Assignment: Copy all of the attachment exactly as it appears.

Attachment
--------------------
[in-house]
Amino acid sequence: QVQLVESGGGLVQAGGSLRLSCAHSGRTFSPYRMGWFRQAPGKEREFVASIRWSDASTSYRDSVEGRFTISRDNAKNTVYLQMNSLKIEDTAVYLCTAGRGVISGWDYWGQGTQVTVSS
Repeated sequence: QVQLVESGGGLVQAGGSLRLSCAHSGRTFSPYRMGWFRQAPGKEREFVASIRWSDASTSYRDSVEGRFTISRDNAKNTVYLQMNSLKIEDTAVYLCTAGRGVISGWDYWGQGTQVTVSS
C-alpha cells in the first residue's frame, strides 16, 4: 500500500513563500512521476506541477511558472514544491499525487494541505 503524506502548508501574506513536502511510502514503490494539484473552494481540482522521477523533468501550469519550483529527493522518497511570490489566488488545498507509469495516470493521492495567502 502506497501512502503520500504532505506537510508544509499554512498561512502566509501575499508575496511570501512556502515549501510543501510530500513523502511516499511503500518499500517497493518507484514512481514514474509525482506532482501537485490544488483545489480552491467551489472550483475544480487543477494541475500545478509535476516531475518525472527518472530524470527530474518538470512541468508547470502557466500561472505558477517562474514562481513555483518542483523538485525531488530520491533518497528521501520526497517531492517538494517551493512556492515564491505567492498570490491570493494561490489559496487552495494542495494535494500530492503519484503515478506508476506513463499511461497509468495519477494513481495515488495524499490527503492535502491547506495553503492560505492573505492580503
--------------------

[in-house]
Amino acid sequence: QVQLVESGGGLVQAGGSLRLSCAHSGRTFSPYRMGWFRQAPGKEREFVASIRWSDASTSYRDSVEGRFTISRDNAKNTVYLQMNSLKIEDTAVYLCTAGRGVISGWDYWGQGTQVTVSS
Repeated sequence: QVQLVESGGGLVQAGGSLRLSCAHSGRTFSPYRMGWFRQAPGKEREFVASIRWSDASTSYRDSVEGRFTISRDNAKNTVYLQMNSLKIEDTAVYLCTAGRGVISGWDYWGQGTQVTVSS
C-alpha cells in the first residue's frame, strides 16, 4: 500500500513563500512521476506541477511558472514544491499525487494541505 503524506502548508501574506513536502511510502514503490494539484473552494481540482522521477523533468501550469519550483529527493522518497511570490489566488488545498507509469495516470493521492495567502 502506497501512502503520500504532505506537510508544509499554512498561512502566509501575499508575496511570501512556502515549501510543501510530500513523502511516499511503500518499500517497493518507484514512481514514474509525482506532482501537485490544488483545489480552491467551489472550483475544480487543477494541475500545478509535476516531475518525472527518472530524470527530474518538470512541468508547470502557466500561472505558477517562474514562481513555483518542483523538485525531488530520491533518497528521501520526497517531492517538494517551493512556492515564491505567492498570490491570493494561490489559496487552495494542495494535494500530492503519484503515478506508476506513463499511461497509468495519477494513481495515488495524499490527503492535502491547506495553503492560505492573505492580503